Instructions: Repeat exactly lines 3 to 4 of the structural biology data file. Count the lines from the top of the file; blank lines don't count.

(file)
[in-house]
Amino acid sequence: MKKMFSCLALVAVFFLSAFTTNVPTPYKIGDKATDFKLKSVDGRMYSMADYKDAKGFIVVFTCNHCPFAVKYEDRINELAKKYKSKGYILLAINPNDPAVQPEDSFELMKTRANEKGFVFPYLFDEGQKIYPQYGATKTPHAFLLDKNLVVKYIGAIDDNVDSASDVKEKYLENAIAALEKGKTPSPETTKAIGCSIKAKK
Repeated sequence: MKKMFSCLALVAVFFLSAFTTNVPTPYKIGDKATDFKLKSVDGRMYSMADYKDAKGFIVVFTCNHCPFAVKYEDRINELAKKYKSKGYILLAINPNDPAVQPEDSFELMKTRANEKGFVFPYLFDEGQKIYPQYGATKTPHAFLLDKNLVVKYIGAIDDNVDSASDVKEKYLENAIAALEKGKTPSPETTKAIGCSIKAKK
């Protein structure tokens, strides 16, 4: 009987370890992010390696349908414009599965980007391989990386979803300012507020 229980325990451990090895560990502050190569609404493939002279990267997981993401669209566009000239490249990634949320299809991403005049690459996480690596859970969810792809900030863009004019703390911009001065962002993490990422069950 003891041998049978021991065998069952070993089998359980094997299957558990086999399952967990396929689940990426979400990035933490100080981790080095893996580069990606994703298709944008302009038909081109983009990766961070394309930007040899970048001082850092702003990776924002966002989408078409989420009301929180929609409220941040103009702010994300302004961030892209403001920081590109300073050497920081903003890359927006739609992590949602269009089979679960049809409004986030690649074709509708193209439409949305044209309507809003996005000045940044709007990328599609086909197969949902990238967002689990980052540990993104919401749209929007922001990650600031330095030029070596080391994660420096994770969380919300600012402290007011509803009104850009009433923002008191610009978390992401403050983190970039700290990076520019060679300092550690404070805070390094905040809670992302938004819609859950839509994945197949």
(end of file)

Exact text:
Repeated sequence: MKKMFSCLALVAVFFLSAFTTNVPTPYKIGDKATDFKLKSVDGRMYSMADYKDAKGFIVVFTCNHCPFAVKYEDRINELAKKYKSKGYILLAINPNDPAVQPEDSFELMKTRANEKGFVFPYLFDEGQKIYPQYGATKTPHAFLLDKNLVVKYIGAIDDNVDSASDVKEKYLENAIAALEKGKTPSPETTKAIGCSIKAKK
């Protein structure tokens, strides 16, 4: 009987370890992010390696349908414009599965980007391989990386979803300012507020 229980325990451990090895560990502050190569609404493939002279990267997981993401669209566009000239490249990634949320299809991403005049690459996480690596859970969810792809900030863009004019703390911009001065962002993490990422069950 003891041998049978021991065998069952070993089998359980094997299957558990086999399952967990396929689940990426979400990035933490100080981790080095893996580069990606994703298709944008302009038909081109983009990766961070394309930007040899970048001082850092702003990776924002966002989408078409989420009301929180929609409220941040103009702010994300302004961030892209403001920081590109300073050497920081903003890359927006739609992590949602269009089979679960049809409004986030690649074709509708193209439409949305044209309507809003996005000045940044709007990328599609086909197969949902990238967002689990980052540990993104919401749209929007922001990650600031330095030029070596080391994660420096994770969380919300600012402290007011509803009104850009009433923002008191610009978390992401403050983190970039700290990076520019060679300092550690404070805070390094905040809670992302938004819609859950839509994945197949």